Edible Plants of zone 9b | Florida food forest gardening

Here is a comprehensive list of all of the edible plants growing in our zone 9b food forest in Brevard County, Florida. In order by size.

There are over 50 varieties of food growing along this pathway in our zone 9b food forest

Small Edible Plants & Vines

low growing, spreading

Sweet potatoes (part shade)

Cowpeas (full sun, part shade)


Purple possum Passion Fruit (sun or shade)

Alachua Grapes (sun or shade)

small bushes and herbs

Rosemary, Thyme, Basil, Catnip




Prickly Pear

Everglades Tomatoes

Potatoes (cool weather crop)

Emerald Blueberry

Kestrel Blueberry

Blueberry Darrowii

Longevity Spinach (warm weather crop)

Okinawa Spinach (warm weather crop)

Medium Edible Plants

Kept around 10 feet tall.

Sugar Cane

Gandules (5-year life span)

False Roselle aka Cranberry Hibiscus (moist soil)





Inga (Ice Cream Bean)

Katuk (shade)

Everbearing Mulberry (shade!)



Tapioca and Variegated Tapioca

Flatwoods Plum

Florida Prince Peach

Scarlett Beauty Plum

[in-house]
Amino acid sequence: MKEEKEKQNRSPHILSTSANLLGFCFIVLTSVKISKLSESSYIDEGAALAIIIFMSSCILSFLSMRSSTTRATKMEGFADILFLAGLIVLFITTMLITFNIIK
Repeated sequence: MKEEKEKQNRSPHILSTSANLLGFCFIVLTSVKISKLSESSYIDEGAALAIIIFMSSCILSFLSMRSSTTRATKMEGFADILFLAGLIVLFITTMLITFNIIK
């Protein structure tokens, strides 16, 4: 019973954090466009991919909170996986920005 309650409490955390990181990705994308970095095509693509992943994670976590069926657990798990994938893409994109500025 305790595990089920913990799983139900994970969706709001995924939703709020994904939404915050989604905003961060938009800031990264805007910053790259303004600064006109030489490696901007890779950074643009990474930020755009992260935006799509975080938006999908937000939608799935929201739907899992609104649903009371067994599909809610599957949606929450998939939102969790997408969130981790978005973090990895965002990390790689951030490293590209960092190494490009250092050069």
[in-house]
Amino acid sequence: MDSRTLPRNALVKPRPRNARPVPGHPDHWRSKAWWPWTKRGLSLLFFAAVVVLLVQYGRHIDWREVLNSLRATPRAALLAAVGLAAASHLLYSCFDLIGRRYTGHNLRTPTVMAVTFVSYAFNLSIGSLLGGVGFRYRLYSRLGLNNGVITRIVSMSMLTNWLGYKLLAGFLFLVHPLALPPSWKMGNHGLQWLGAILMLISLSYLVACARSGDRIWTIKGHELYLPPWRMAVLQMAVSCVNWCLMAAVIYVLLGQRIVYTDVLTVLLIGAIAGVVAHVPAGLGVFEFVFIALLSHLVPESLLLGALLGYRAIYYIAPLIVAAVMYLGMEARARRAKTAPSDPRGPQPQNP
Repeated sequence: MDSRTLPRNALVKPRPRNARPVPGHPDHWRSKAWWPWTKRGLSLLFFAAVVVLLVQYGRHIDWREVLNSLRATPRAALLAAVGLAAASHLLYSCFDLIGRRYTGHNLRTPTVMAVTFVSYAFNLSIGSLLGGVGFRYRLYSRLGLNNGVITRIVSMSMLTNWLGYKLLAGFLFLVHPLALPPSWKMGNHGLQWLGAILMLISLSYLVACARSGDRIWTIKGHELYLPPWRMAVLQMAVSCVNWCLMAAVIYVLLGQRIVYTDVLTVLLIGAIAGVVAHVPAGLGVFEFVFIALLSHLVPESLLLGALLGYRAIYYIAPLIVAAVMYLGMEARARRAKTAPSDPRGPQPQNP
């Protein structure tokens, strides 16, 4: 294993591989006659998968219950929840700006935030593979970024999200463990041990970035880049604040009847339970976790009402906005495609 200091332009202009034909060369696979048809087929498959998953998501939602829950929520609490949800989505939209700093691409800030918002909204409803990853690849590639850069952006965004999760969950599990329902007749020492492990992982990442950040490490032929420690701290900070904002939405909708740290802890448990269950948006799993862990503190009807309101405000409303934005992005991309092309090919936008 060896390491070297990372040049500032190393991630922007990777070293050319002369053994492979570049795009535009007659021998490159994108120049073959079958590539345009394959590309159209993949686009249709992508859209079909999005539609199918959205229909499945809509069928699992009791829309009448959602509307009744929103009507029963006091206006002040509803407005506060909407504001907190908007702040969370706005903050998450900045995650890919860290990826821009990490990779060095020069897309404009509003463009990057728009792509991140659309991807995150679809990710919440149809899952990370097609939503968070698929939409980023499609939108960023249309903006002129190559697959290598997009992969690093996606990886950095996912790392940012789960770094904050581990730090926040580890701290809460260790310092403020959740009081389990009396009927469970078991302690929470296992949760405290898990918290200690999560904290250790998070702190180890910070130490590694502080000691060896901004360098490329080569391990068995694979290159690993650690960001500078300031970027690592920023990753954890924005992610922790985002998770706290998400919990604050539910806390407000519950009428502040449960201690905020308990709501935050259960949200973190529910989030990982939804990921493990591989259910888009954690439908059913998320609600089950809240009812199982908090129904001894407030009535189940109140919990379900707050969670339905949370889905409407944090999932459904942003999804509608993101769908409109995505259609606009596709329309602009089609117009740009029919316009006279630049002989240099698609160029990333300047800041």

Dorsett Apple (15 feet tall)

Miracle Fruit (shade)

Elderberry (water-loving)

Barbados Cherry Tree

Grumichama Tree

Chaya aka Tree Spinach

Large Edible Trees

plant far from your home and give plenty of space to grow.

Avocadoes (Choquette



Bananas (ice cream banana)

Olive Tree

Giant Mulberry

Strawberry Fruit Tree (will die in a hard frost)


White Sapote


Anna Apple (30 feet tall)

Bay Leaf tree

Allspice tree

Survival Plants

The following list contains edible plants that aren’t commonly eaten. They aren’t very tasty, but they are good to know for a survival situation.

Taro aka Elephant ears (edible tuber and leaves)

Canna Lily (edible tuber and new growth)

Frog Fruit (Florida native weed, edible but not tasty)

Any Floridians interested in more info on foraging for wild edibles, check out this book on Amazon. I heard about it through the Florida Native Plant Society and bought a copy for my nightstand.

If you are in a situation where you have to resort to eating weeds for survival, chances are, the internet will be out too so makes sense to have this one in a hard copy…


Make sure you know what you are eating, prior to eating it. Not only do you want to make sure that you identify a plant properly before consuming it, but you want to look at its growing conditions and the environment around it.

Is it being sprayed by pesticides?

Are the plants next to a busy road where they are exposed to a lot of car exhaust?

Are they being watered from a pond that accumulates water from an unhealthy runoff??

If the answer to any of these is yes, you may want to rethink eating it.